A lot of people ask me, how do you cope with resistance? The whole mindset encapsulated in that question is: ‘Everyone is going to hate this [transition]’. So the question is: how do you make it fun? That’s the difficult part. How can you let people really experience transition and then grab it, understand it?
What happened in the Breakfast Booster in March was exactly that: content created by a very smart professional, Sanne de Boer. She wrote a book about energy transition: it’s very clear and she’s very clear. Nancy adds this professional broadcasting part and the fun part. Which made this Breakfast Booster an exact fit for our company DNA. It’s a different transition path.
It’s interesting you use the word resistance. One of the things that Nancy does in her facilitating and gamification is dealing with resistance you might find in a group: if you say to a group out of the blue, ‘hey, jump up and down in front of your cameras in your own home’, they may not do it. But that is a strength of Nancy’s - she sort of leads them into it, knowing that the resistance is going to be there.
In the Breakfast Booster, if she had said right at the beginning, ‘Okay, pretend you’re in a rollercoaster’, everyone would have thought, ‘No way, what is this?’
With a big topic like energy transition I assume there’s a lot of resistance there as well. I imagine saying to a company ‘This is what you have to do right away and you have no choice’ is maybe not the best way to go about changing entrenched ideas.
Exactly. The thing with resistance and change is: when you experience it and when you’ve been through it you may not know exactly what happened but you came out different.
Fundamentally, I think Nancy has the same struggle I do: how do you explain what you do? When you say what you do is just fun they think it’s not serious; when you say it’s serious and you talk about all the changes required you only talk about how to manage resistance.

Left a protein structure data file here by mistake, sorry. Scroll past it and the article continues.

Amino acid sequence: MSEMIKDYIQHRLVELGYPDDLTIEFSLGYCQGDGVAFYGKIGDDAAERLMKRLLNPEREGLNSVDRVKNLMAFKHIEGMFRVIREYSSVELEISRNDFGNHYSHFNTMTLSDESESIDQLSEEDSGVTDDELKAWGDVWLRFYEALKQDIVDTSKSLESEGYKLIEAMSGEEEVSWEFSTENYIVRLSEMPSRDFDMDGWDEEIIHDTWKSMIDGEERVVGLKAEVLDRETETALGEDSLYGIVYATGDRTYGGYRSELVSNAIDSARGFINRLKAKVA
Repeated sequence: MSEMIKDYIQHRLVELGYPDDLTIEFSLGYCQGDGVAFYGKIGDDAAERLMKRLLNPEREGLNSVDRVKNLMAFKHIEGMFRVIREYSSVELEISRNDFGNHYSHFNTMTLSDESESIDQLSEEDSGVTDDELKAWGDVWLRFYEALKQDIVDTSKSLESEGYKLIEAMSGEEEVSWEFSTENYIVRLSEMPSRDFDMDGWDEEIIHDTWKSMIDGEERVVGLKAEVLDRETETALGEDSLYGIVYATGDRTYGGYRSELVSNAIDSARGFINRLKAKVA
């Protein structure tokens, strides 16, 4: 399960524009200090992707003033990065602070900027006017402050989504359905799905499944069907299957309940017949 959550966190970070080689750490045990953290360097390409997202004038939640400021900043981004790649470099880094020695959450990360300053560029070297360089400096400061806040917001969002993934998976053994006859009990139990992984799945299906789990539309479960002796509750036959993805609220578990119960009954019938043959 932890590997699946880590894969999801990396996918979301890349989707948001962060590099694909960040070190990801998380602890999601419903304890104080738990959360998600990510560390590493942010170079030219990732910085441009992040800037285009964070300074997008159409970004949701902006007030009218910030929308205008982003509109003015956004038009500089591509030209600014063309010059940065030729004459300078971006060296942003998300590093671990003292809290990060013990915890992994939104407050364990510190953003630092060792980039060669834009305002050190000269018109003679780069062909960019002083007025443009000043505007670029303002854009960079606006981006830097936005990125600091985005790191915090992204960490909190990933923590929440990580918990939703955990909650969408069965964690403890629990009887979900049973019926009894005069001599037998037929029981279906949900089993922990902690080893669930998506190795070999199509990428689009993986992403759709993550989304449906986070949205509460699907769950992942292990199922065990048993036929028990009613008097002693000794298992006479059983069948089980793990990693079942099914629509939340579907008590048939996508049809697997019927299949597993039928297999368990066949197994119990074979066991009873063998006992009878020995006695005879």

You don’t manage resistance; you try to dissolve it in a fun way. We’re very serious about fun.
That’s a typical Nancy thing: serious play. Play is serious. What I’m starting to appreciate on a professional level is bringing in those elements of play for really really serious purposes. It’s a great combination!
So you and Nancy have another session planned in June, will it be similar in terms of the set-up?
We learned lessons from the previous session, so we’ll include those.
For the next session, we have invited Wiebren Jansen who is an expert on diversity and inclusion from the University of Utrecht. We want to talk about inclusion, looking at how important inclusion and diversity is when you want to achieve transition.
He has passed along some very interesting insights already. I thought I knew a lot about the subject already, and I was fully convinced, for example, that diversity in companies leads to better decision making. He said: ‘No it doesn’t’. There goes my theory!
As he explains it, it’s not just inviting diverse people to the table, it’s inviting them to dance. The statement is about inclusion, not just diversity. It’s not about inviting one black person or one woman and expecting them to act like you - which is usually white male – but including them in the conversation. In the next Breakfast Booster, we will be relating this idea to the energy transition.
The C-word (Covid) is a reality in how we operate our business and communicate with people these days. Do you see any added benefits to using a facilitator or someone like Nancy for these kinds of sessions? Is there any extra connection that is being made by Happy Game Changers and Nancy within the digital realm?
I don’t know anything about Zoom, except that I can click on a link and be in a meeting. [Laughs] That is a completely different thing from hosting a seminar online. Nancy brings that professionality and experience needed to host a seminar.
We found a studio so we had no network problems, good sound, and everything in place. Nancy also did the pre-campaigning on social media, thought about how to get people to the seminar, what they do in the seminar and what they do after. That process and design was Nancy’s.
So it becomes more than just the one-off session, it’s a whole process that happens before and after.
Yes! And it was the discussion with people, in the seminar and afterwards, that was most valuable. We were learning by doing, and Nancy was facilitating this learning and bringing in the knowledge that we don’t have at Windkracht 5.
Sounds like there will be some exciting new stuff coming up in the next session. Any parting thoughts?
Yes! It will be exciting to see what the rollercoaster of the next session will be.
Nancy’s work, which can be a difficult task, is combining fun and the value of the fun. That’s her challenge and ours too, and if we can get that across then it will open more and more opportunities for growth and transition.